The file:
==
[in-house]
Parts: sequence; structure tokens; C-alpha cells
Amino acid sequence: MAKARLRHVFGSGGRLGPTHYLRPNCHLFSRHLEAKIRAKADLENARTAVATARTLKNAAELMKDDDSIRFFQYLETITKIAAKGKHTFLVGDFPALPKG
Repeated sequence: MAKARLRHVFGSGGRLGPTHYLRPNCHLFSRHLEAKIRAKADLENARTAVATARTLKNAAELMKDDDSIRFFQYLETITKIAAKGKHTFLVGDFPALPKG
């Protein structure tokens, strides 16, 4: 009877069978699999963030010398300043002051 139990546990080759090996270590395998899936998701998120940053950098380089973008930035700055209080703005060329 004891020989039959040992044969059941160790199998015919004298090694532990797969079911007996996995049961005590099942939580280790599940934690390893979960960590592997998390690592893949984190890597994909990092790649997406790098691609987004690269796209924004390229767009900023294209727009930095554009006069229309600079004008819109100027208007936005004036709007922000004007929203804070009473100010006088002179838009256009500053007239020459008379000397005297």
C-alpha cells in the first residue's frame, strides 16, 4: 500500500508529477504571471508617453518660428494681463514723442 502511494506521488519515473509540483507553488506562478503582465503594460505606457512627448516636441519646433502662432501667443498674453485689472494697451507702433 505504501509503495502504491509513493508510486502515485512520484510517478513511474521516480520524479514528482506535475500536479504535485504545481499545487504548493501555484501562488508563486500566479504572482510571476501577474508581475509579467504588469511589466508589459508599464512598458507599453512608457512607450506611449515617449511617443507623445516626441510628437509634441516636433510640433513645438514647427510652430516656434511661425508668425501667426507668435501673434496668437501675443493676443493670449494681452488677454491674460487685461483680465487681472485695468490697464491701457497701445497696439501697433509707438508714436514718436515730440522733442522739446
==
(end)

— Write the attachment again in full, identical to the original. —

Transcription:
[in-house]
Parts: sequence; structure tokens; C-alpha cells
Amino acid sequence: MAKARLRHVFGSGGRLGPTHYLRPNCHLFSRHLEAKIRAKADLENARTAVATARTLKNAAELMKDDDSIRFFQYLETITKIAAKGKHTFLVGDFPALPKG
Repeated sequence: MAKARLRHVFGSGGRLGPTHYLRPNCHLFSRHLEAKIRAKADLENARTAVATARTLKNAAELMKDDDSIRFFQYLETITKIAAKGKHTFLVGDFPALPKG
């Protein structure tokens, strides 16, 4: 009877069978699999963030010398300043002051 139990546990080759090996270590395998899936998701998120940053950098380089973008930035700055209080703005060329 004891020989039959040992044969059941160790199998015919004298090694532990797969079911007996996995049961005590099942939580280790599940934690390893979960960590592997998390690592893949984190890597994909990092790649997406790098691609987004690269796209924004390229767009900023294209727009930095554009006069229309600079004008819109100027208007936005004036709007922000004007929203804070009473100010006088002179838009256009500053007239020459008379000397005297």
C-alpha cells in the first residue's frame, strides 16, 4: 500500500508529477504571471508617453518660428494681463514723442 502511494506521488519515473509540483507553488506562478503582465503594460505606457512627448516636441519646433502662432501667443498674453485689472494697451507702433 505504501509503495502504491509513493508510486502515485512520484510517478513511474521516480520524479514528482506535475500536479504535485504545481499545487504548493501555484501562488508563486500566479504572482510571476501577474508581475509579467504588469511589466508589459508599464512598458507599453512608457512607450506611449515617449511617443507623445516626441510628437509634441516636433510640433513645438514647427510652430516656434511661425508668425501667426507668435501673434496668437501675443493676443493670449494681452488677454491674460487685461483680465487681472485695468490697464491701457497701445497696439501697433509707438508714436514718436515730440522733442522739446